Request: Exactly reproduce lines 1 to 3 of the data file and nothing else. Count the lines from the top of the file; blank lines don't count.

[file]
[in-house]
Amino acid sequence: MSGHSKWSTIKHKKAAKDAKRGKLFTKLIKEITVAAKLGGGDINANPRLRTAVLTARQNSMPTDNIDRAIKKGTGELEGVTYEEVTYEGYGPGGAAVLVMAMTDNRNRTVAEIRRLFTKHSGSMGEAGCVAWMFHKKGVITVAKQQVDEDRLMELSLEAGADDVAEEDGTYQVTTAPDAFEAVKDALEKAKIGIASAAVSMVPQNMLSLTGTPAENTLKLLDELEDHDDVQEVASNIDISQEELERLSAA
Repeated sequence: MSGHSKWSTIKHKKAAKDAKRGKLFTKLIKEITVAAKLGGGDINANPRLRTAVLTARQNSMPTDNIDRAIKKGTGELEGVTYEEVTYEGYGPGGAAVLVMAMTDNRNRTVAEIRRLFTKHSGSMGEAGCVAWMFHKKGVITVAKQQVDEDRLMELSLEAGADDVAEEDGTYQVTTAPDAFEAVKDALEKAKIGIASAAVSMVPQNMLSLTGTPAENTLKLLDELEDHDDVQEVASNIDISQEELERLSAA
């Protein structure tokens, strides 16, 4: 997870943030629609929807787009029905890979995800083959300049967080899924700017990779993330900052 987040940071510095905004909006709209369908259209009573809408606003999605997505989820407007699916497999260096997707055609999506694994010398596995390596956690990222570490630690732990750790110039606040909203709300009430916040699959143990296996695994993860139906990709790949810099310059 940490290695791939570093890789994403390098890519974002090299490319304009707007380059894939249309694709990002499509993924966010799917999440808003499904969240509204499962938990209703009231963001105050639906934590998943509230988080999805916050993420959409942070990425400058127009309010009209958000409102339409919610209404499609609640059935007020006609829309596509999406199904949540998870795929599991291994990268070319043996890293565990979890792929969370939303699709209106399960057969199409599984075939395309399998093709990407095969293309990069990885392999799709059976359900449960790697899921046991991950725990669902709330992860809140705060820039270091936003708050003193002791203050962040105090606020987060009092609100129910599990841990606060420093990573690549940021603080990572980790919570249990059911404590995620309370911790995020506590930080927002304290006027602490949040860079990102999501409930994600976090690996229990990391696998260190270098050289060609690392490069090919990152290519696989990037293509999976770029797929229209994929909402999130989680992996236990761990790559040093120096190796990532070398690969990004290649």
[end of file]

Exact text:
[in-house]
Amino acid sequence: MSGHSKWSTIKHKKAAKDAKRGKLFTKLIKEITVAAKLGGGDINANPRLRTAVLTARQNSMPTDNIDRAIKKGTGELEGVTYEEVTYEGYGPGGAAVLVMAMTDNRNRTVAEIRRLFTKHSGSMGEAGCVAWMFHKKGVITVAKQQVDEDRLMELSLEAGADDVAEEDGTYQVTTAPDAFEAVKDALEKAKIGIASAAVSMVPQNMLSLTGTPAENTLKLLDELEDHDDVQEVASNIDISQEELERLSAA
Repeated sequence: MSGHSKWSTIKHKKAAKDAKRGKLFTKLIKEITVAAKLGGGDINANPRLRTAVLTARQNSMPTDNIDRAIKKGTGELEGVTYEEVTYEGYGPGGAAVLVMAMTDNRNRTVAEIRRLFTKHSGSMGEAGCVAWMFHKKGVITVAKQQVDEDRLMELSLEAGADDVAEEDGTYQVTTAPDAFEAVKDALEKAKIGIASAAVSMVPQNMLSLTGTPAENTLKLLDELEDHDDVQEVASNIDISQEELERLSAA